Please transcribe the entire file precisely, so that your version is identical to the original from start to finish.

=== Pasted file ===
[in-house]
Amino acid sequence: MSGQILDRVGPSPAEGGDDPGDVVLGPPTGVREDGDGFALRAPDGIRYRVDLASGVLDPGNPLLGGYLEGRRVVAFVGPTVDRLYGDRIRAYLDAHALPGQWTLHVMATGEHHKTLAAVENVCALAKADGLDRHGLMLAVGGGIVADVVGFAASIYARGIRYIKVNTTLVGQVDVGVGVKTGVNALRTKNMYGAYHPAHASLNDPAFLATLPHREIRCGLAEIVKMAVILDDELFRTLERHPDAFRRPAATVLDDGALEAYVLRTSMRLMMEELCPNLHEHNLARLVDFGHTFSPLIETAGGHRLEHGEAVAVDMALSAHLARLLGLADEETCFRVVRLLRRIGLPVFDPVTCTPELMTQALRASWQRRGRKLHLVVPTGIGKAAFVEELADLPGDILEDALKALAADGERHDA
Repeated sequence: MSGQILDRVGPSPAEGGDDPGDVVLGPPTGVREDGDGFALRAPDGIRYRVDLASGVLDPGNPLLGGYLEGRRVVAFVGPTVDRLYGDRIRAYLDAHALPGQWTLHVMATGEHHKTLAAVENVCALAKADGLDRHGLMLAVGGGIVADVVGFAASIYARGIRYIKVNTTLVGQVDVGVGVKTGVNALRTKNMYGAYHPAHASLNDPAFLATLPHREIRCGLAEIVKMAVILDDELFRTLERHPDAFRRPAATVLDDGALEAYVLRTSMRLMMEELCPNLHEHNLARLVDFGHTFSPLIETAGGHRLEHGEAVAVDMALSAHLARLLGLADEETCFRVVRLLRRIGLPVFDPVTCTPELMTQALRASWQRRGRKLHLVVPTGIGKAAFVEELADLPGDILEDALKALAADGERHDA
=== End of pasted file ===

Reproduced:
[in-house]
Amino acid sequence: MSGQILDRVGPSPAEGGDDPGDVVLGPPTGVREDGDGFALRAPDGIRYRVDLASGVLDPGNPLLGGYLEGRRVVAFVGPTVDRLYGDRIRAYLDAHALPGQWTLHVMATGEHHKTLAAVENVCALAKADGLDRHGLMLAVGGGIVADVVGFAASIYARGIRYIKVNTTLVGQVDVGVGVKTGVNALRTKNMYGAYHPAHASLNDPAFLATLPHREIRCGLAEIVKMAVILDDELFRTLERHPDAFRRPAATVLDDGALEAYVLRTSMRLMMEELCPNLHEHNLARLVDFGHTFSPLIETAGGHRLEHGEAVAVDMALSAHLARLLGLADEETCFRVVRLLRRIGLPVFDPVTCTPELMTQALRASWQRRGRKLHLVVPTGIGKAAFVEELADLPGDILEDALKALAADGERHDA
Repeated sequence: MSGQILDRVGPSPAEGGDDPGDVVLGPPTGVREDGDGFALRAPDGIRYRVDLASGVLDPGNPLLGGYLEGRRVVAFVGPTVDRLYGDRIRAYLDAHALPGQWTLHVMATGEHHKTLAAVENVCALAKADGLDRHGLMLAVGGGIVADVVGFAASIYARGIRYIKVNTTLVGQVDVGVGVKTGVNALRTKNMYGAYHPAHASLNDPAFLATLPHREIRCGLAEIVKMAVILDDELFRTLERHPDAFRRPAATVLDDGALEAYVLRTSMRLMMEELCPNLHEHNLARLVDFGHTFSPLIETAGGHRLEHGEAVAVDMALSAHLARLLGLADEETCFRVVRLLRRIGLPVFDPVTCTPELMTQALRASWQRRGRKLHLVVPTGIGKAAFVEELADLPGDILEDALKALAADGERHDA